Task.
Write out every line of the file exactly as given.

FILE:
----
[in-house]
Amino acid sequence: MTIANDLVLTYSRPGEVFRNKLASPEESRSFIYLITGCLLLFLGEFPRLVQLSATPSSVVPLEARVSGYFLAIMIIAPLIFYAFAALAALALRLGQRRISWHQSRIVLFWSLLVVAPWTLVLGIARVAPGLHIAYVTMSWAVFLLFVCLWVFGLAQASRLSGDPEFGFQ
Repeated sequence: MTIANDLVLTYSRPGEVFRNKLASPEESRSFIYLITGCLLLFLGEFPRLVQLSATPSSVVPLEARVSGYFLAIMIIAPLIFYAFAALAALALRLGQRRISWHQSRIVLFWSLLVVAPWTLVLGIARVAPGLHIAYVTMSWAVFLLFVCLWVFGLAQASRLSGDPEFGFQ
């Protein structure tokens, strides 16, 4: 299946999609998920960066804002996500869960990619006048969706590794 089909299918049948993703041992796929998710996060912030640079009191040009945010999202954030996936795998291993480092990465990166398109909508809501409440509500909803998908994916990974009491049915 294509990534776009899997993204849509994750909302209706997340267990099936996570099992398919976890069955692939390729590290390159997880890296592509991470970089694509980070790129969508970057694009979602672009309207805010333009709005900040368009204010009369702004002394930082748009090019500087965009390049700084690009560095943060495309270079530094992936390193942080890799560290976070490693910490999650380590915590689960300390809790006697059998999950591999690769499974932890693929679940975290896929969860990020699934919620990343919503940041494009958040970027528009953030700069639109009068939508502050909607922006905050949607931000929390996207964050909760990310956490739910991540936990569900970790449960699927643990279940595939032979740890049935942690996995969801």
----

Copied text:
[in-house]
Amino acid sequence: MTIANDLVLTYSRPGEVFRNKLASPEESRSFIYLITGCLLLFLGEFPRLVQLSATPSSVVPLEARVSGYFLAIMIIAPLIFYAFAALAALALRLGQRRISWHQSRIVLFWSLLVVAPWTLVLGIARVAPGLHIAYVTMSWAVFLLFVCLWVFGLAQASRLSGDPEFGFQ
Repeated sequence: MTIANDLVLTYSRPGEVFRNKLASPEESRSFIYLITGCLLLFLGEFPRLVQLSATPSSVVPLEARVSGYFLAIMIIAPLIFYAFAALAALALRLGQRRISWHQSRIVLFWSLLVVAPWTLVLGIARVAPGLHIAYVTMSWAVFLLFVCLWVFGLAQASRLSGDPEFGFQ
């Protein structure tokens, strides 16, 4: 299946999609998920960066804002996500869960990619006048969706590794 089909299918049948993703041992796929998710996060912030640079009191040009945010999202954030996936795998291993480092990465990166398109909508809501409440509500909803998908994916990974009491049915 294509990534776009899997993204849509994750909302209706997340267990099936996570099992398919976890069955692939390729590290390159997880890296592509991470970089694509980070790129969508970057694009979602672009309207805010333009709005900040368009204010009369702004002394930082748009090019500087965009390049700084690009560095943060495309270079530094992936390193942080890799560290976070490693910490999650380590915590689960300390809790006697059998999950591999690769499974932890693929679940975290896929969860990020699934919620990343919503940041494009958040970027528009953030700069639109009068939508502050909607922006905050949607931000929390996207964050909760990310956490739910991540936990569900970790449960699927643990279940595939032979740890049935942690996995969801």